Improved outcomes for patients following a stroke

Health Uncategorized

Trial demonstrates minimally invasive techniques (mechanically removing the clot that caused the stroke) for reopening a clogged blood vessel at the base of the brain are more successful than treatment methods routinely used today.

Each year in Europe 100-240 people in every 100,000 suffer a stroke. More than two thirds of the victims will have some disabilities for the rest of their lives and over half of them will die within 5 years. Traditionally the treatment involves medication to dissolve the clot.

Today, the New England Journal of Medicine published the results of the MR CLEAN trial (

They found that in a subgroup of patients, in whom the stroke was caused by occlusion of a large artery at the base of the brain, a treatment that involved mechanically removing the obstructing clot (thrombectomy) was more effective than the routine therapy of administering medication to dissolve the clot if they  received treatment within the first six hours. The study was conducted in the Netherlands with 500 patients included.

“We are very pleased to see that the benefits of this treatment method have been demonstrated scientifically”, says Dr Istvan Szikora President of the European Society for Minimally Invasive Neurological Therapy (ESMINT), which represents and trains highly specialised physicians who perform thrombectomies throughout Europe.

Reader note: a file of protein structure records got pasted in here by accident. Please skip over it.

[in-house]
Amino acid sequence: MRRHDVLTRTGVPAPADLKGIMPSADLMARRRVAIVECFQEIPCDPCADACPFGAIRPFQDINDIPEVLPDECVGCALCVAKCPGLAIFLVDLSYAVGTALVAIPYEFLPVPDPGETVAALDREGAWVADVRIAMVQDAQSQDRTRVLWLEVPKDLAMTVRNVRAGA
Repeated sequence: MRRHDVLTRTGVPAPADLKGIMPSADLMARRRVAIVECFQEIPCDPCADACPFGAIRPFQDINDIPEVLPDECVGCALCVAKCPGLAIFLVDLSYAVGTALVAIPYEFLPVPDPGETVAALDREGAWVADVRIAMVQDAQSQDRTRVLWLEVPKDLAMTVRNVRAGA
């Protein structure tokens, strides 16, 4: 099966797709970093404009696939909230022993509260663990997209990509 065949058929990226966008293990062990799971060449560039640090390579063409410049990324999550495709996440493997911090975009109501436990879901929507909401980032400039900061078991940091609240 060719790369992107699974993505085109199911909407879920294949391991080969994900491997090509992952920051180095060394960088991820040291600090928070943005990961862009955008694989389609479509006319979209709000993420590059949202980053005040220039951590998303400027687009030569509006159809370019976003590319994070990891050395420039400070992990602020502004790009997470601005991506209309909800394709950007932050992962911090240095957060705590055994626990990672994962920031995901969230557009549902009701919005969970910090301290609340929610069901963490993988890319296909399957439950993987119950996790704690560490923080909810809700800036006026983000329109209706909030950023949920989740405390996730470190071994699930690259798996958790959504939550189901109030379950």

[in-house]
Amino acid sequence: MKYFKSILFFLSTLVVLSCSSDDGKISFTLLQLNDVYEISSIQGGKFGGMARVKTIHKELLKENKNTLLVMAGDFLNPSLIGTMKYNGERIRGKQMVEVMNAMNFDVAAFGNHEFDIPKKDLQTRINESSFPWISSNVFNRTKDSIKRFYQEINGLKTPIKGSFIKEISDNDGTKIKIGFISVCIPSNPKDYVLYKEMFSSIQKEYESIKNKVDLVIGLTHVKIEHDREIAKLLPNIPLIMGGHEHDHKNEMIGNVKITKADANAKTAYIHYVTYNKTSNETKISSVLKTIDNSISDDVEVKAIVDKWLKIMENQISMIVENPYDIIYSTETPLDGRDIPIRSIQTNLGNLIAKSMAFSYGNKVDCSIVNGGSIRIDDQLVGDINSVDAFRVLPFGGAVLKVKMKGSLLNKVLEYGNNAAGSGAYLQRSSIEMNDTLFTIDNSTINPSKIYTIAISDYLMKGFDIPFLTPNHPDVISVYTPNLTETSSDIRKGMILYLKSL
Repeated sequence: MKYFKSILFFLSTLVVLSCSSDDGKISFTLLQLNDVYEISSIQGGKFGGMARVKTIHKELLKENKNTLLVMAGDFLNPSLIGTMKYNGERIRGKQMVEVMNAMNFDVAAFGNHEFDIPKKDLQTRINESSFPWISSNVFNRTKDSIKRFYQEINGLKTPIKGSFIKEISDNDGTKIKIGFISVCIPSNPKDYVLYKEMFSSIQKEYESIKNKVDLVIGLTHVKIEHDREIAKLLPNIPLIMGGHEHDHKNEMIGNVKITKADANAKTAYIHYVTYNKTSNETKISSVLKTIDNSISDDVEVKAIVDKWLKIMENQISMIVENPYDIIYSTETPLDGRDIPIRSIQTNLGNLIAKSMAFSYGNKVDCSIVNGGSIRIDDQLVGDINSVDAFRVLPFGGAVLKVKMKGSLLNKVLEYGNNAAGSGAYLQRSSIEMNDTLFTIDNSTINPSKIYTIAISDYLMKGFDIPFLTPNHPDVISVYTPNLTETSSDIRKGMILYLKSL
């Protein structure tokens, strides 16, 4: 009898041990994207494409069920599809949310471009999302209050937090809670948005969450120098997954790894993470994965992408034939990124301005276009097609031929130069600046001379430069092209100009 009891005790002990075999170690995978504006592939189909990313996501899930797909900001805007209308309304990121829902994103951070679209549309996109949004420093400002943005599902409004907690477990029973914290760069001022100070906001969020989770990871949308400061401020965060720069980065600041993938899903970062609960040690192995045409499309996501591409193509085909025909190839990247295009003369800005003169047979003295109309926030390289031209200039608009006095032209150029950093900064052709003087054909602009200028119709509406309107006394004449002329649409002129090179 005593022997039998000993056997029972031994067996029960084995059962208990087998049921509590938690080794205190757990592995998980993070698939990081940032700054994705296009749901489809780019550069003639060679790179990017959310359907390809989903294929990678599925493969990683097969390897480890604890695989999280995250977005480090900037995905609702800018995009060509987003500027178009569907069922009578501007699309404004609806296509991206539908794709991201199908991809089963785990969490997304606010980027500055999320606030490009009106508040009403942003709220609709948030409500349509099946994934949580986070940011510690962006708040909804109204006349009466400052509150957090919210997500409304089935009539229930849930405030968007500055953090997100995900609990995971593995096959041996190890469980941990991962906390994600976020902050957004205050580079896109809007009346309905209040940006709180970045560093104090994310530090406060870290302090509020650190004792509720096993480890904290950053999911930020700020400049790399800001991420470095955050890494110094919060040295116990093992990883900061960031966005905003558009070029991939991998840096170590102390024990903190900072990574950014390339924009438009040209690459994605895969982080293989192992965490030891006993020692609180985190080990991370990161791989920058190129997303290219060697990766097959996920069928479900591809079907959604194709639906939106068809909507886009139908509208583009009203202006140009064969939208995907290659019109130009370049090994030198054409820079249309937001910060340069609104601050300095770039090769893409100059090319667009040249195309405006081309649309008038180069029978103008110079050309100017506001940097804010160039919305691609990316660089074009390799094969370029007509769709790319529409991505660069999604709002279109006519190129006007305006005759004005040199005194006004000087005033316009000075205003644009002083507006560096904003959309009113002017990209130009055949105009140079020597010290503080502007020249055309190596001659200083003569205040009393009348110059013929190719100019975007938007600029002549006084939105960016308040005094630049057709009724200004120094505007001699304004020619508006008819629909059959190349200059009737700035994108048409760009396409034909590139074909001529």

“With these results it is hoped that the number of patients treated with this new method will increase so the best possible care can be provided to patients suffering from this disease” says Dr Szikora.

While welcoming the trial results, ESMINT emphasises that such treatment is only indicated for a selected group of patients and should be performed by specially trained physicians – neurointerventionists.  In addition, these patients must be treated in dedicated centres with around-the-clock service and a fully-trained, multidisciplinary team.

“At present there are not enough trained physicians in Europe with the resources to handle the potential demand for this new treatment”, says Dr Szikora. “To address this challenge ESMINT has announced a new professional, accredited training course ‘ECMINT’ that will be run from Oxford in the UK.

The ECMINT course covers all the basic knowledge necessary for using minimally invasive techniques to treat vascular diseases of the brain including stroke.

ESMINT has been established in order to promote the benefits of minimally invasive neurological therapies in Europe through education, training and support for high quality scientific research.

ESMINT encourages and supports medical practitioners and scientists working to develop and improve minimally invasive methods for the treatment of neurological diseases. These methods will naturally evolve and currently involve the use of image guidance and medical devices such as endovascular catheters to perform treatments with minimum associated trauma.

The Society and Foundation promote the safe application of such techniques and their practice by suitably trained and competent practitioners throughout Europe. ESMINT encourages the setting of international standards for practice and research and encourages their use and appropriate implementation.

The Society (ESMINT) consists of individuals and groups of members working or training in geographical Europe in the field of minimally invasive neurological therapy. The members determine the organisational structure of the Society and are expected to aspire to the highest standards of ethical and scientific medical practice.